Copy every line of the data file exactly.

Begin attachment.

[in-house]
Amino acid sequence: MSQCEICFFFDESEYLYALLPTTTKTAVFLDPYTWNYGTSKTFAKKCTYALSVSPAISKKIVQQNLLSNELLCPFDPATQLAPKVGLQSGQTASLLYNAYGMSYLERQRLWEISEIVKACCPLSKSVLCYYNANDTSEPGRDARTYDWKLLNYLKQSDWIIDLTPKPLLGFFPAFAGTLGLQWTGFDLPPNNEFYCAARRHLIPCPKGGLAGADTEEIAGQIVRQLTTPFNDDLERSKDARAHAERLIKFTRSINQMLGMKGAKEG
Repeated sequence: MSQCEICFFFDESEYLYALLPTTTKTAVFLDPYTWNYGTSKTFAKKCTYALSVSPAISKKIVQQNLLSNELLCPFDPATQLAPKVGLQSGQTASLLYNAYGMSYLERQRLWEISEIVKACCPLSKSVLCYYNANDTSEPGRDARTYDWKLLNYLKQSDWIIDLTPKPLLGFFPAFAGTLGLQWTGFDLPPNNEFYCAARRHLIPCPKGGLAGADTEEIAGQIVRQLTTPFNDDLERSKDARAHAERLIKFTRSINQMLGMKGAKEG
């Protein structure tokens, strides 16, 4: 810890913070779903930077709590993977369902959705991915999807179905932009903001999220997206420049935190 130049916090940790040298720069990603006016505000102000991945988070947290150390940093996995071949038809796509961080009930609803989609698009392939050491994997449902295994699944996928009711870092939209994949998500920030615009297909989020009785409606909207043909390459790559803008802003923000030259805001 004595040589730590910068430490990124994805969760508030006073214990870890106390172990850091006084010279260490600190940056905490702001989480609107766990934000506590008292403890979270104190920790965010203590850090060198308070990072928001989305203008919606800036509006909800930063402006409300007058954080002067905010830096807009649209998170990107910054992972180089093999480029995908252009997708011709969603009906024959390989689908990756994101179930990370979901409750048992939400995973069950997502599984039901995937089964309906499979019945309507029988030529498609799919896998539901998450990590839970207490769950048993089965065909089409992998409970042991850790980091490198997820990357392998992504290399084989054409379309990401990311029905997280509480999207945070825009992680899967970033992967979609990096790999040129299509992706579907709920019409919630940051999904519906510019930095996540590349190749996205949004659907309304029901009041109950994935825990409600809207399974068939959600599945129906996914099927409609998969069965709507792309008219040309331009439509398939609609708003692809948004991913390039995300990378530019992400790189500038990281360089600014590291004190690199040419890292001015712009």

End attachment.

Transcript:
[in-house]
Amino acid sequence: MSQCEICFFFDESEYLYALLPTTTKTAVFLDPYTWNYGTSKTFAKKCTYALSVSPAISKKIVQQNLLSNELLCPFDPATQLAPKVGLQSGQTASLLYNAYGMSYLERQRLWEISEIVKACCPLSKSVLCYYNANDTSEPGRDARTYDWKLLNYLKQSDWIIDLTPKPLLGFFPAFAGTLGLQWTGFDLPPNNEFYCAARRHLIPCPKGGLAGADTEEIAGQIVRQLTTPFNDDLERSKDARAHAERLIKFTRSINQMLGMKGAKEG
Repeated sequence: MSQCEICFFFDESEYLYALLPTTTKTAVFLDPYTWNYGTSKTFAKKCTYALSVSPAISKKIVQQNLLSNELLCPFDPATQLAPKVGLQSGQTASLLYNAYGMSYLERQRLWEISEIVKACCPLSKSVLCYYNANDTSEPGRDARTYDWKLLNYLKQSDWIIDLTPKPLLGFFPAFAGTLGLQWTGFDLPPNNEFYCAARRHLIPCPKGGLAGADTEEIAGQIVRQLTTPFNDDLERSKDARAHAERLIKFTRSINQMLGMKGAKEG
């Protein structure tokens, strides 16, 4: 810890913070779903930077709590993977369902959705991915999807179905932009903001999220997206420049935190 130049916090940790040298720069990603006016505000102000991945988070947290150390940093996995071949038809796509961080009930609803989609698009392939050491994997449902295994699944996928009711870092939209994949998500920030615009297909989020009785409606909207043909390459790559803008802003923000030259805001 004595040589730590910068430490990124994805969760508030006073214990870890106390172990850091006084010279260490600190940056905490702001989480609107766990934000506590008292403890979270104190920790965010203590850090060198308070990072928001989305203008919606800036509006909800930063402006409300007058954080002067905010830096807009649209998170990107910054992972180089093999480029995908252009997708011709969603009906024959390989689908990756994101179930990370979901409750048992939400995973069950997502599984039901995937089964309906499979019945309507029988030529498609799919896998539901998450990590839970207490769950048993089965065909089409992998409970042991850790980091490198997820990357392998992504290399084989054409379309990401990311029905997280509480999207945070825009992680899967970033992967979609990096790999040129299509992706579907709920019409919630940051999904519906510019930095996540590349190749996205949004659907309304029901009041109950994935825990409600809207399974068939959600599945129906996914099927409609998969069965709507792309008219040309331009439509398939609609708003692809948004991913390039995300990378530019992400790189500038990281360089600014590291004190690199040419890292001015712009």